Iffley Music Society

Iffley Church

By Giles Woodforde

"If you'll excuse me, I'll just make all my Fs sharp." Brandishing a tuning key, Steven Devine explained that this was a little problem you encounter when playing a medieval harp – on a modern instrument, such changes can be made in an instant by using pedals.

The harp was just one of several ancient instruments (or, to be strictly accurate, modern copies of ancient instruments) Devine had brought along to Iffley Music Society's pre-Christmas concert, both to play solo and to accompany soprano Kate Semmens, his partner both on and off the platform.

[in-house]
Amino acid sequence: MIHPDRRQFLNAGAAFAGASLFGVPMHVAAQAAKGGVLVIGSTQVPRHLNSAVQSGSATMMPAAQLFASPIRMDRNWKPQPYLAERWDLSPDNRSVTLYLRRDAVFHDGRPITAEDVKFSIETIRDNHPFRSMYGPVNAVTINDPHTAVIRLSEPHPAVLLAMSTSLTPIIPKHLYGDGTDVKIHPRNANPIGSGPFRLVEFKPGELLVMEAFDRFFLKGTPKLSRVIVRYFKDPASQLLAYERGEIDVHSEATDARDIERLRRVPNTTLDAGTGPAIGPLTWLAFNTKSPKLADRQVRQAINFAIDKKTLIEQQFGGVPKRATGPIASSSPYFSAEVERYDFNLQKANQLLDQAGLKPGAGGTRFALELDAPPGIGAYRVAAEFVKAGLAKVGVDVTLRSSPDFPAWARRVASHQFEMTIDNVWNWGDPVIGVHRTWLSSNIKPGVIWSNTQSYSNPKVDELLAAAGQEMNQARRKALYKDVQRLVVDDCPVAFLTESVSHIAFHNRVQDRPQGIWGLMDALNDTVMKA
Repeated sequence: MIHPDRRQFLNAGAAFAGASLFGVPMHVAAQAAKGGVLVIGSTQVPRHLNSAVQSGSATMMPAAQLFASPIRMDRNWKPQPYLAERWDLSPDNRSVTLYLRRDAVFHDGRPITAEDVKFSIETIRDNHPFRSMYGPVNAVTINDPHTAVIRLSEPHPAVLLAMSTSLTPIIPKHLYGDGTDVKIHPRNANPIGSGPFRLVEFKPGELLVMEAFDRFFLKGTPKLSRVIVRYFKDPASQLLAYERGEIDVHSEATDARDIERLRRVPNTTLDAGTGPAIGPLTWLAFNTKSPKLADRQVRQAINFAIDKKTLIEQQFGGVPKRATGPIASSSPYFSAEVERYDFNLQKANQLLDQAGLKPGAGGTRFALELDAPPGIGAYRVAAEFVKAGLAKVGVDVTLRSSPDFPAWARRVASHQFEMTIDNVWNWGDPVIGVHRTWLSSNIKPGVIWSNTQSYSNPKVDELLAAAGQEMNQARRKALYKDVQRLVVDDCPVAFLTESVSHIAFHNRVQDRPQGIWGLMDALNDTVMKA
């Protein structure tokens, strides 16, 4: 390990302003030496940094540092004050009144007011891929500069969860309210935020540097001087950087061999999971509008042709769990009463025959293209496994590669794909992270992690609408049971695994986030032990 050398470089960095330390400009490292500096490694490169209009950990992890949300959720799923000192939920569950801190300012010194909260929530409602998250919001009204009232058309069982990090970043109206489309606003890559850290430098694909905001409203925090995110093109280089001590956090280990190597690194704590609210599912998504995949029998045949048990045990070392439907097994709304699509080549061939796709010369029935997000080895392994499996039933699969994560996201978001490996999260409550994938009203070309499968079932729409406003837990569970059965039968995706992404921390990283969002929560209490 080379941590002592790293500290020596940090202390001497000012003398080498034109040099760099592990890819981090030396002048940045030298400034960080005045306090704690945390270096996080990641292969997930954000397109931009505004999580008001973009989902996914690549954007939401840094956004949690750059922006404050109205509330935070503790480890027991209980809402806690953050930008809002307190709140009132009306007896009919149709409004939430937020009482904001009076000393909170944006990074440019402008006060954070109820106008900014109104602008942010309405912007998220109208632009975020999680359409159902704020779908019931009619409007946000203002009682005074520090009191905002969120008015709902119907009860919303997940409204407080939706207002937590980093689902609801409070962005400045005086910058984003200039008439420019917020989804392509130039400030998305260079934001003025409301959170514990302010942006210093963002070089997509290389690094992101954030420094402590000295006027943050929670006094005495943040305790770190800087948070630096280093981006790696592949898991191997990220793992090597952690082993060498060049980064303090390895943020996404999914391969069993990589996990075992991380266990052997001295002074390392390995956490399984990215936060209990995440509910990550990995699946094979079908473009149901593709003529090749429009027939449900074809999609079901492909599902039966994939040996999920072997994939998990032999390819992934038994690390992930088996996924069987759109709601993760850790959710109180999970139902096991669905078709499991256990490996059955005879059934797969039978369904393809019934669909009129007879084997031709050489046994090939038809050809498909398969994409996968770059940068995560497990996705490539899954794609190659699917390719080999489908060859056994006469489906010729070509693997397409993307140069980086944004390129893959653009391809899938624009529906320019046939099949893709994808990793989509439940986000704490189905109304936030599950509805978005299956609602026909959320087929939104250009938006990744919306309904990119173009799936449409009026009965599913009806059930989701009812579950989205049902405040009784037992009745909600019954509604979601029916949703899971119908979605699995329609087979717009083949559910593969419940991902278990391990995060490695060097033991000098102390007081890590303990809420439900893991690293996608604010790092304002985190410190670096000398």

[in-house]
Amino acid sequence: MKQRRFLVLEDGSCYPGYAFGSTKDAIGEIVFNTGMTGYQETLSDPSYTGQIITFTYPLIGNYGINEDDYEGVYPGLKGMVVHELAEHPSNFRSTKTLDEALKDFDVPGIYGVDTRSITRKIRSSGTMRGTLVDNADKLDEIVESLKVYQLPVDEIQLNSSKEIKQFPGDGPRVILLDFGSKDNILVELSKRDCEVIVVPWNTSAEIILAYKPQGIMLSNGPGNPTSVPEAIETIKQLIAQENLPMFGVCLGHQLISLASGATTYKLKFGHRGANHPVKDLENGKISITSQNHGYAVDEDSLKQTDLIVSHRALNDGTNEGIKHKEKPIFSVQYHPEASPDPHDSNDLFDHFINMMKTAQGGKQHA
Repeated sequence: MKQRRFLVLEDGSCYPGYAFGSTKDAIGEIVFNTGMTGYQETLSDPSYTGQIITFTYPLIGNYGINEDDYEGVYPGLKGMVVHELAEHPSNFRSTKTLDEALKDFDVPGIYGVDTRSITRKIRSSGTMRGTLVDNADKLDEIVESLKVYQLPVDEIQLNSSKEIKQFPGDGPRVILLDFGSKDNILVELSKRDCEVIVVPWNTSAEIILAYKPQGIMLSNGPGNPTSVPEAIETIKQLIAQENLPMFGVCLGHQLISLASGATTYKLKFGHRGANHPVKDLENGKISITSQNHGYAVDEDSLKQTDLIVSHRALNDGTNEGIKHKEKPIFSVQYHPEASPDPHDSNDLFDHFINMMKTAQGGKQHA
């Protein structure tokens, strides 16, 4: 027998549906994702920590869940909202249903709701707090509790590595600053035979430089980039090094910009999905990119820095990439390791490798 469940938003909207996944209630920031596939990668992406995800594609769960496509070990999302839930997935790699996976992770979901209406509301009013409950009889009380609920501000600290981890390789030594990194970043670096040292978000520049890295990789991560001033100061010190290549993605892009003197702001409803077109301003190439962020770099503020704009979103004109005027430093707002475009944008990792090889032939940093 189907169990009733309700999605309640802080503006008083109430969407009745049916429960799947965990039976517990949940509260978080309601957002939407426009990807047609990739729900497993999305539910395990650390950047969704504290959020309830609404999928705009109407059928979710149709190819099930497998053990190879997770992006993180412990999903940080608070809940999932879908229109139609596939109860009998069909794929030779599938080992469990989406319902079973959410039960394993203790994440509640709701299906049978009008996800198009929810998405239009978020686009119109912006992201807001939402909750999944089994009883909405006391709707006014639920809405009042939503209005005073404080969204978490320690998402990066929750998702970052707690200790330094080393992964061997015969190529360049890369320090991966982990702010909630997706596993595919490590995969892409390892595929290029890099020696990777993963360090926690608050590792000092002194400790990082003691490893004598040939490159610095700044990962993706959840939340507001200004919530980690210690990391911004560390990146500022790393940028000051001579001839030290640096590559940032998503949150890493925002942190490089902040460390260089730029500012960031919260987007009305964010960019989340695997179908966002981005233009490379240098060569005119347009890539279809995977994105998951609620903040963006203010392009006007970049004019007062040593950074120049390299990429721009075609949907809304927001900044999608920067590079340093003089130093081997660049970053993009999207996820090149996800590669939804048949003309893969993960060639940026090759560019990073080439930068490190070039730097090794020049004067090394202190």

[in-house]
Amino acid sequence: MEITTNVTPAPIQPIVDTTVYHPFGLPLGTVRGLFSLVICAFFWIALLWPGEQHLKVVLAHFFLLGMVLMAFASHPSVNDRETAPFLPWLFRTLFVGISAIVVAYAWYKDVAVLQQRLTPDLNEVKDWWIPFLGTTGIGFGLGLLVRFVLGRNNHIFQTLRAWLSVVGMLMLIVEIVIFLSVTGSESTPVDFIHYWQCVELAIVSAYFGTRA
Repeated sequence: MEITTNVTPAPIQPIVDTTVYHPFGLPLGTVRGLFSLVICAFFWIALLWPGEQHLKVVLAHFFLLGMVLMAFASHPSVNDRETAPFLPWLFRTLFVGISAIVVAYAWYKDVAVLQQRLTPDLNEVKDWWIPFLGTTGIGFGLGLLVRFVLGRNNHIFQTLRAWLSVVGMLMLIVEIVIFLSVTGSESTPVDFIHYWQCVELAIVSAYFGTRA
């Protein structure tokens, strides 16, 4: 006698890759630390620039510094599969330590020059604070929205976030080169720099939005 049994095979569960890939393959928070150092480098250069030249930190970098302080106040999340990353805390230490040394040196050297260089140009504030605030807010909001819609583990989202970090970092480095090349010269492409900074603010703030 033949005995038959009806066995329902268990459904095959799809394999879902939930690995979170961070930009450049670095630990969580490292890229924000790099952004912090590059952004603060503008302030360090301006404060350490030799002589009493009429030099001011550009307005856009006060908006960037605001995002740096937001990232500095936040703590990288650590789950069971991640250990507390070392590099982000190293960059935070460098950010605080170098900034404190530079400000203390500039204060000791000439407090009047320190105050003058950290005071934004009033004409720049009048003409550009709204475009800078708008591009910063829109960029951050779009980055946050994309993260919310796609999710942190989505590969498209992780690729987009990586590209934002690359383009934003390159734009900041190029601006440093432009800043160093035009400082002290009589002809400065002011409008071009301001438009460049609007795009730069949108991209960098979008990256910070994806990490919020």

Semmens's voice soared above a simple drone accompaniment in the opening Salve Regina, sung to a plainsong chant. She reminded me more than somewhat of Emma Kirkby, as she demonstrated her clean, clear line, and well-defined ornamentation. Also like Kirkby was her ability to bring colour and tonal depth to early music that can sound as dry as dust. In the first of several imaginative segues, Salve Regina ran straight into the entertainingly titled carol Riu, riu, chiu, set by Mateo Flecha the elder. Flecha was just one of several composers whose works were extracted from obscure cupboards, and given a sparkling polish – the 17th-century Rossi, Monferrato, and Grandi among them. Interspersed were the more familiar Personent Hodie (thank goodness we weren't invited to join in, the speed would have beaten us), Coventry Carol, and While Shepherds Watched – this in a fast dance setting by Christopher Tye.